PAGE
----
• naveen

    a friend of mine started a bussiness ,i would like to have partnership 50.50 with him by financing in the bussines.the bussiness license is in his name.
    i dont want to add my name in the license so that my company staff knows about our partnership.Is there any agrrement that i can prove i am the partner in this bussiness if anything wrong happens

    • Chelle Parmele


      As it says in the article:

      If you and your partners don’t spell out your rights and responsibilities in a written partnership agreement, you’ll be ill-equipped to settle conflicts when they arise, and minor misunderstandings may erupt into full-blown disputes.

      For more in depth information, I would suggest visiting the website and searching their free articles for some more help. (Full disclosure – Nolo is a partner of Palo Alto Software)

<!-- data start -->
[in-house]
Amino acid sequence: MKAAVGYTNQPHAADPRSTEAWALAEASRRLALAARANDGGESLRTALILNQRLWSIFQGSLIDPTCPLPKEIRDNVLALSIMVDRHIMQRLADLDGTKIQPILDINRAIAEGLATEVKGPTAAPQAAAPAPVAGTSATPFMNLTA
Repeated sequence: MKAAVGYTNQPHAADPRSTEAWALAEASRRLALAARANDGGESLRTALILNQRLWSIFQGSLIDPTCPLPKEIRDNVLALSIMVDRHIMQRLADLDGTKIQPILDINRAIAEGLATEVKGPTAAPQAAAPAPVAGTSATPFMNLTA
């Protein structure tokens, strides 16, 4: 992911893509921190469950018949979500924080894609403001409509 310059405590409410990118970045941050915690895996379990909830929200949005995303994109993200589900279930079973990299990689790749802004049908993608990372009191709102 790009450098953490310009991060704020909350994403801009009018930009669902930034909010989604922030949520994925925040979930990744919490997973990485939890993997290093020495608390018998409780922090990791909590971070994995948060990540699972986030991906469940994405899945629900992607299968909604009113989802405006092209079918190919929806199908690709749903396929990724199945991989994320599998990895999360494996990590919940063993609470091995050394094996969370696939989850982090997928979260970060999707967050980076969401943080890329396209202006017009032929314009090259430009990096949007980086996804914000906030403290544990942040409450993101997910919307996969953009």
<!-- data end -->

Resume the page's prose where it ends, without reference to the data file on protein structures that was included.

‘Chelle Parmele
      Palo Alto Software

  • Brian

    I am starting a business with a partner. I am investing 100% and also know the business. My partner has the “business smarts” and he has proven himself throughout his career. He knows how to get a company to grow and become profitable. We will both earn an hourly rate while the company is trying to make a profit. My question is: How much of the profit should he receive?

  • dustin

    Does a partnership exist when only one partner contributes capital toward the start up and the other partner is only offering there services?

  • Confused

    If I only own 30% of the company, do I have to go half with all expenses?

    It depends on how you own the 30% of the business. If it’s a general partnership the % of expenses that are yours depend on the agreement that’s in place.